Many other communities also have bans in place or restrict fireworks under certain weather conditions, according to the Forest Service. State Forester Tom Claeys urged residents of areas where fireworks are allowed to be cautious this holiday season, "to help protect lives and property from wildfire."

Most of North Dakota was in the "moderate" fire risk category on Thursday. The National Weather Service said in its latest drought briefing that green-up of new-season grasses is occurring, helping temper the fire danger. 

"With that said, if drought conditions persist and well-above-average temperatures occur, the new-season grasses could cure early and quickly, leading to an earlier-than-average second fire season," the agency said. "In addition, some of last year's grasses that were not pushed down by snow cover continue to stand. This would add to the fuel load, combining with the cured new-season grasses."

The weather service outlook through the Fourth of July indicates continued warm and dry conditions across North Dakota.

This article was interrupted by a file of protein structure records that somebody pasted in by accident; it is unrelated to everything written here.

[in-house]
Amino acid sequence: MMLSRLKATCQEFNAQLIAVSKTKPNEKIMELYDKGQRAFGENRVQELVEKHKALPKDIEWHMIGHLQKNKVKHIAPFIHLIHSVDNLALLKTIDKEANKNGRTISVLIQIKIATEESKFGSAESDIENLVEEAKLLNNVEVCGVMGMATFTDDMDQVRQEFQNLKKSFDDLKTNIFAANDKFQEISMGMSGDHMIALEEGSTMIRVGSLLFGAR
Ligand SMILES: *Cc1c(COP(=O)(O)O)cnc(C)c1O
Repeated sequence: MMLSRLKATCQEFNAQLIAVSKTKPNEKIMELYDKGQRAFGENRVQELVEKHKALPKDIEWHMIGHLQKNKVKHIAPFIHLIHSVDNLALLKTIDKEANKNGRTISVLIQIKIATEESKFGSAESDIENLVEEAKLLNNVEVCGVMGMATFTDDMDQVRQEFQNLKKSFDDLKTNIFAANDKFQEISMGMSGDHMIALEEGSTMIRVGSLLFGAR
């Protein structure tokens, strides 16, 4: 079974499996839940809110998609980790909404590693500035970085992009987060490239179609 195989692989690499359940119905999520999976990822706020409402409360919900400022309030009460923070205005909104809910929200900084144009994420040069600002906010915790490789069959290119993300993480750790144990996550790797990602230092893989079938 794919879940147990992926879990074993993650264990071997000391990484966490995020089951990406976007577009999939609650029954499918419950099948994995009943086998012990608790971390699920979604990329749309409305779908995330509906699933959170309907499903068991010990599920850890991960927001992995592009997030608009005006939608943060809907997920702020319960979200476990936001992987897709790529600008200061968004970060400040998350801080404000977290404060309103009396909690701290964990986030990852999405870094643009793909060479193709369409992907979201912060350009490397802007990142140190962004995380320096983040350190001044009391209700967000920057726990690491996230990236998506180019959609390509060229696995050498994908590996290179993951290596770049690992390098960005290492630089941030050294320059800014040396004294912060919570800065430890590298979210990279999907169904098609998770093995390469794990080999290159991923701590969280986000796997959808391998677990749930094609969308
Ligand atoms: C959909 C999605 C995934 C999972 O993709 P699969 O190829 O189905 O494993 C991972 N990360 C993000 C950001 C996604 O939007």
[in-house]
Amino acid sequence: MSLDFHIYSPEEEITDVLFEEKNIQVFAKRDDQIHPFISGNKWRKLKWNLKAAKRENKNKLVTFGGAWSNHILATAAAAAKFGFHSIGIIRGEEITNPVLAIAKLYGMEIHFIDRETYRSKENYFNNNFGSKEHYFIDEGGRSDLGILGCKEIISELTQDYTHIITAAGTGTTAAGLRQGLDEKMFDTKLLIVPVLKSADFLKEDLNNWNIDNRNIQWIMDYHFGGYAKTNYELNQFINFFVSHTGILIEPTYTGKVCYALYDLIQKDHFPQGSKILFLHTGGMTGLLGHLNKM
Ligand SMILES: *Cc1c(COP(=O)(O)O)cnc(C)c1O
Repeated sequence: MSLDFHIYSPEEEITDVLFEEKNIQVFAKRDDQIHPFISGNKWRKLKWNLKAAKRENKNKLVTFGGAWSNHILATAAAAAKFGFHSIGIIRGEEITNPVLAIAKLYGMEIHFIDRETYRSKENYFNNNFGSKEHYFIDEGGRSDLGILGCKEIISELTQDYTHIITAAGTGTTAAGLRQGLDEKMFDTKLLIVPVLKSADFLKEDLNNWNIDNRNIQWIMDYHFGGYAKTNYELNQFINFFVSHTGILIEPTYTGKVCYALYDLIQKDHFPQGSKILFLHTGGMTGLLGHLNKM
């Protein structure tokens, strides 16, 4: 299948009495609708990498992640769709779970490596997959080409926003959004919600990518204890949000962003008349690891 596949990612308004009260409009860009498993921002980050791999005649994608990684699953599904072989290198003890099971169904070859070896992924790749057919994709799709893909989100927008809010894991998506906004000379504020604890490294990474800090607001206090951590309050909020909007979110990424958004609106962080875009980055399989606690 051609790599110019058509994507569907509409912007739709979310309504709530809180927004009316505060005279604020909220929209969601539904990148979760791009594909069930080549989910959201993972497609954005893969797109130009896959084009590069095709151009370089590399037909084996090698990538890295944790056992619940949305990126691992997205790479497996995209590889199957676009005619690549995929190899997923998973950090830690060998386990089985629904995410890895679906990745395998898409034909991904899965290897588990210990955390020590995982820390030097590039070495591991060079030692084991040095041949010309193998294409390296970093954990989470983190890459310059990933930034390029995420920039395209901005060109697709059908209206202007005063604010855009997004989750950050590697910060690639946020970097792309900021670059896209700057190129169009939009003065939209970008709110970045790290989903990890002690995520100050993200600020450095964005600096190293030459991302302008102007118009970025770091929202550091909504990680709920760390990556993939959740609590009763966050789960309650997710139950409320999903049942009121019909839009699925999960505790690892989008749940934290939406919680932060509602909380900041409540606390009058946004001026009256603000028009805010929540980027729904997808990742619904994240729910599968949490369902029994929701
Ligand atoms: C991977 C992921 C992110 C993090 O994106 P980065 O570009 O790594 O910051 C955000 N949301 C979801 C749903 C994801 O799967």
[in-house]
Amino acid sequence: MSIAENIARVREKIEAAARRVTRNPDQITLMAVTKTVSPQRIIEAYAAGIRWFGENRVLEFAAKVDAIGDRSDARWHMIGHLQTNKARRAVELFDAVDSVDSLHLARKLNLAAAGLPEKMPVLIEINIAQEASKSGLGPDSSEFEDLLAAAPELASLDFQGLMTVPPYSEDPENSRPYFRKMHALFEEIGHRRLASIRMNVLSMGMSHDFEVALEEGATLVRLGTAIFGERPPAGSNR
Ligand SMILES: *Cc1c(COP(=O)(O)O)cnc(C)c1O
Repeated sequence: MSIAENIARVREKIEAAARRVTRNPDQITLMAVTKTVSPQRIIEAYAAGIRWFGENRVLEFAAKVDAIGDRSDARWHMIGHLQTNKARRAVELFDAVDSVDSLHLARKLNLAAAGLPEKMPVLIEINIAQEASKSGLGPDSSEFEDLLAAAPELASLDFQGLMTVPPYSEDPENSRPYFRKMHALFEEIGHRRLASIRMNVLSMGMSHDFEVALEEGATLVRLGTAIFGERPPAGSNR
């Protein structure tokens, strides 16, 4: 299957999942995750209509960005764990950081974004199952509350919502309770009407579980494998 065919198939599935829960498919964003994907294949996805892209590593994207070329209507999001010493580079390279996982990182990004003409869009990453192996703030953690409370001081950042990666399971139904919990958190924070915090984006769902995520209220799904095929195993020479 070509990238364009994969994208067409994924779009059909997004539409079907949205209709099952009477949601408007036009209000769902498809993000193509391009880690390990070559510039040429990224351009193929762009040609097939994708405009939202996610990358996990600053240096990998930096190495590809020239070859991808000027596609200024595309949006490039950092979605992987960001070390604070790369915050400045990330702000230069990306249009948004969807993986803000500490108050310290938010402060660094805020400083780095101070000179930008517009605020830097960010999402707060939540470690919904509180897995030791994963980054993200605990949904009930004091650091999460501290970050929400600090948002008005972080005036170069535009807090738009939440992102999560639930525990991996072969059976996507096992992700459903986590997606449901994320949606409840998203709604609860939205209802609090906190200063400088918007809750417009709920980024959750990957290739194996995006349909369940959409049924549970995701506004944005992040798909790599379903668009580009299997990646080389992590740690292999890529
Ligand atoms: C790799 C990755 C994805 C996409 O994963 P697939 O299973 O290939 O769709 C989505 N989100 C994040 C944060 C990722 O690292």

More information

Burgum in April declared a statewide disaster. The State Water Commission reactivated the Drought Disaster Livestock Water Supply Project Assistance Program, and the State Water Commission has approved $4.1 million in funding. The program provides 50% cost share assistance of up to $4,500 per project. For more information, go to or call the Water Commission at 701-328-4989.

Land Commissioner Jodi Smith on Thursday said she's looking into what the Department of Trust Lands can do to help, including working with the Water Commission to make state lands eligible for the assistance program. She said her department also is considering changes to enhance its cost-share program for permanent improvements involving livestock water developments on state land. The department also has listed tracts of land available for lease on its website. For more information, go to and

The state Agriculture Department has reactivated the Drought Hotline and interactive hay map. For more information, go to

Information on federal tax relief options available to farmers and ranchers who have sold or are considering selling livestock because of drought is at

(Reporter Amy R. Sisk contributed to this story.)

Reach Blake Nicholson at 701-250-8266 or